News in Brief

United Kingdom

Prince Harry and Meghan Markle recently announced their intentions to step down from their royal duties and settle in North America. This rupture in the royal family is one of the most dramatic events since King Edward VIII’s decision to abdicate the throne in 1936 (The New York Times). On Jan. 18, the couple came to an agreement with the following details: they will stop using their royal titles, repay $3.1 million that was used on renovations of their residence and give up state funding. While the two are permitted to earn money in the private sector, they must “uphold the values of Her Majesty” as part of the deal.


Anti-government protests have plagued Guinea since October of 2019 due to concerns that President Alpha Conde may institute a new constitutional reform to allow himself to remain in office for another five years. At least 21 people have been killed since the beginning of the protests (Al Jazeera). Conde has served as the president of Guinea for two terms. On Jan. 14, BBC reported that both a student from Conakry and another from Labe were shot dead by security forces during demonstrations.


On Jan. 11, an American military vehicle struck a road mine in the Kandahar Province of Afghanistan, leading to the loss of two service members. The men, Staff Sgt. Ian P. McLaughlin, 29, and Pfc. Miguel A. Villalon, 21 (The New York Times), were part of Resolute Support, a NATO mission. A Taliban spokesperson, Qari Yusuf Ahmadi, claimed responsibility for the attack. On Jan. 15, Vice President Mike Pence traveled to Dover Air Force Base in Delaware to visit the families of the two soldiers. The two military deaths are the first losses this year in Afghanistan (ABC News).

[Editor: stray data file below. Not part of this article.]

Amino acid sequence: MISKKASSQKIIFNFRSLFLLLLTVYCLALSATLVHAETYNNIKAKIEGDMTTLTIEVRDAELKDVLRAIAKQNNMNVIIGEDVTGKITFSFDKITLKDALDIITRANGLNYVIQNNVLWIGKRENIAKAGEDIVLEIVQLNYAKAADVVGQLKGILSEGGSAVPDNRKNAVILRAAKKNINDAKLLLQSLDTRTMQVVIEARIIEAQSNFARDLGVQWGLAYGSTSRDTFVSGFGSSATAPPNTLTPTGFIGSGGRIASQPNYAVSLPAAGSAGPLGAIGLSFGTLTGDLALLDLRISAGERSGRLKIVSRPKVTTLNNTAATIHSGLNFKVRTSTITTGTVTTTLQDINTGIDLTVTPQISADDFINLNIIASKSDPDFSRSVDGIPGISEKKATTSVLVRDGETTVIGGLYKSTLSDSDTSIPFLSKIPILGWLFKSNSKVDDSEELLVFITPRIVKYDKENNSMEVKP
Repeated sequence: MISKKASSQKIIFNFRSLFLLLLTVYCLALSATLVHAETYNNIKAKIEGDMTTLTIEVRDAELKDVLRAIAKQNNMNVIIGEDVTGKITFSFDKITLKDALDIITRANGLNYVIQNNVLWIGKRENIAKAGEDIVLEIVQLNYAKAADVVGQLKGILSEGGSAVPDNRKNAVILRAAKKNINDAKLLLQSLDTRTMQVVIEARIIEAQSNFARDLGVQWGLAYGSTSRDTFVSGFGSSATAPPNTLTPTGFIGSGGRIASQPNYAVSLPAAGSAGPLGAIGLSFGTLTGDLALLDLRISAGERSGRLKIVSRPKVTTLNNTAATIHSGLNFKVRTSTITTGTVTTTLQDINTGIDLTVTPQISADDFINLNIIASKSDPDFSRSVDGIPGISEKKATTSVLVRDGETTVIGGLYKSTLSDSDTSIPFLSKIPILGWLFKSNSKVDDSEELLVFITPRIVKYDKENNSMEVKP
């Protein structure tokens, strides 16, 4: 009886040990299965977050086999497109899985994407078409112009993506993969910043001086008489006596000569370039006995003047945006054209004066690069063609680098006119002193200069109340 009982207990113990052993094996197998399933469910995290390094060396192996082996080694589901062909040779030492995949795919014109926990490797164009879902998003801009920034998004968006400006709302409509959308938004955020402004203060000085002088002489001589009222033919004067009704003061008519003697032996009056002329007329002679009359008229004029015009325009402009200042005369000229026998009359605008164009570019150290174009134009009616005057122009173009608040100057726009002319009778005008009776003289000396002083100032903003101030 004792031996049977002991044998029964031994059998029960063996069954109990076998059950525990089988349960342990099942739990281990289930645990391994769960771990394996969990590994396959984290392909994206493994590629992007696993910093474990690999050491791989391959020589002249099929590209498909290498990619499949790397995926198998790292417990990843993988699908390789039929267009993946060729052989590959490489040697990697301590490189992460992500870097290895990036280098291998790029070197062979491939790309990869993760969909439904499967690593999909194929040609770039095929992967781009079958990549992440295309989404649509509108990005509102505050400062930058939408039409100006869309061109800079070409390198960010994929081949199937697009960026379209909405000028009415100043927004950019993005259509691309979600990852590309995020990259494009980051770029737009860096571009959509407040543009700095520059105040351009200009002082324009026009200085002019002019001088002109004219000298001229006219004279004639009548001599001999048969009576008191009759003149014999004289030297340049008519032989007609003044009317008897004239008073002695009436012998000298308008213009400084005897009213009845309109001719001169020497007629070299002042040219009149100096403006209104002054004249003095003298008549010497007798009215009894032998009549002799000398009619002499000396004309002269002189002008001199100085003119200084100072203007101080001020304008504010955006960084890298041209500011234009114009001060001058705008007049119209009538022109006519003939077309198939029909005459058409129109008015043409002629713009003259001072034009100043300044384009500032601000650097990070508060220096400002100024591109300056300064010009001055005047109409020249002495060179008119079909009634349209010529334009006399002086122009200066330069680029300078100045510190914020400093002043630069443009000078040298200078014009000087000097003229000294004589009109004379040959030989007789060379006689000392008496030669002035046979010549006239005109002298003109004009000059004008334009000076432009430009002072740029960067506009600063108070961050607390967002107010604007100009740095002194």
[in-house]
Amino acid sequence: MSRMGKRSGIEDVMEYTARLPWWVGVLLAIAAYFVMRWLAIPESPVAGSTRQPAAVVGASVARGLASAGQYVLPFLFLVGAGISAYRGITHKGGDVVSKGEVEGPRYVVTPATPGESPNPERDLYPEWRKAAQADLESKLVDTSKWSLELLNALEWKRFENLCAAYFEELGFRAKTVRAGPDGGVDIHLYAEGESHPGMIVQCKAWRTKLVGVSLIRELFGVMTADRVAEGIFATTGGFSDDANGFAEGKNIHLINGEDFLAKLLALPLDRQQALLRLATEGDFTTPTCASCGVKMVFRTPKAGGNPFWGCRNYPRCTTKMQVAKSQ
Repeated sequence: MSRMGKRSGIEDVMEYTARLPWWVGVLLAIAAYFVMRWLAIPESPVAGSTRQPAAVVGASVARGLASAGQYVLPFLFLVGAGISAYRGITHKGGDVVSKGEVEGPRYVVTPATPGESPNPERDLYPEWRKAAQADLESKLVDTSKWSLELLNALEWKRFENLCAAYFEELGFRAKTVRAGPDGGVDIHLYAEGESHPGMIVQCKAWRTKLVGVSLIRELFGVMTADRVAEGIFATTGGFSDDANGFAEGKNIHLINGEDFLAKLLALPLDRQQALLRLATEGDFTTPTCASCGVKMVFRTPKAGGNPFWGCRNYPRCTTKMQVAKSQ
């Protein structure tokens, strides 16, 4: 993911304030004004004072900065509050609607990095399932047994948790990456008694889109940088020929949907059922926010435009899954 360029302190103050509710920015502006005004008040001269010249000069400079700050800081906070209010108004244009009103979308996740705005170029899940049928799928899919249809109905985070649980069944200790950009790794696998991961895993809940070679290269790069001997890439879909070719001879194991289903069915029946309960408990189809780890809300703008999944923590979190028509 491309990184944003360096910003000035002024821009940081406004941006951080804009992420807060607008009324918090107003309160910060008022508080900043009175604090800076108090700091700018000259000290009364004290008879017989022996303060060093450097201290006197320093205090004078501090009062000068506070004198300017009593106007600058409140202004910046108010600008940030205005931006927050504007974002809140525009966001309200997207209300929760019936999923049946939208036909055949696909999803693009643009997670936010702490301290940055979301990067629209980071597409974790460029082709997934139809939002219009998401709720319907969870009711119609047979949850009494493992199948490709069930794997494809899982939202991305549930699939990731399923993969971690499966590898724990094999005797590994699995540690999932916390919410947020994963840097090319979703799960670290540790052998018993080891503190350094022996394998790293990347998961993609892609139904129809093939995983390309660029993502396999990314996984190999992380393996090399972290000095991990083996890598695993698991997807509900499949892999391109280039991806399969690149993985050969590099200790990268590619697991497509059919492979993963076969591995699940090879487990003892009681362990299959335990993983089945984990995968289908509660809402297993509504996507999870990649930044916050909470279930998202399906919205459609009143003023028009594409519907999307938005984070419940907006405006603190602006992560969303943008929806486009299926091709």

Haitham bin Tariq Al Said was appointed as the new sultan of Oman in light of the death of Sultan Qaboos bin Said al Said on Jan. 10. The leaders of Bahrain, Yemen, Kuwait, and Jordan traveled to the capital city of Muscat to pay their respects (The National). Prime Minister Boris Johnson and Prince Charles of the United Kingdom also paid condolences to the longest-serving Arab leader (Reuters). Prior to Said Al Said’s death, Tariq Al Said served as the Minister of Heritage and Culture as well as the Secretary General for the Ministry of Foreign Affairs.


On Jan. 13, leaders of the G5 Sahel nations and the French President held a summit in Pau, France to discuss the need for joint action against terrorist groups in the Sahara-Sahel strip. The meeting resulted in the Coalition of the Sahel, a framework based on the following four pillars: the fight against terrorism, strengthening the military capabilities of the states in the region, support for the return of the state and administrations on the territory, and development assistance (France Diplomatie). 

Editor’s note: This story originally was published in Volume 106, Issue 9 of The Guilfordian on Jan. 24, 2020.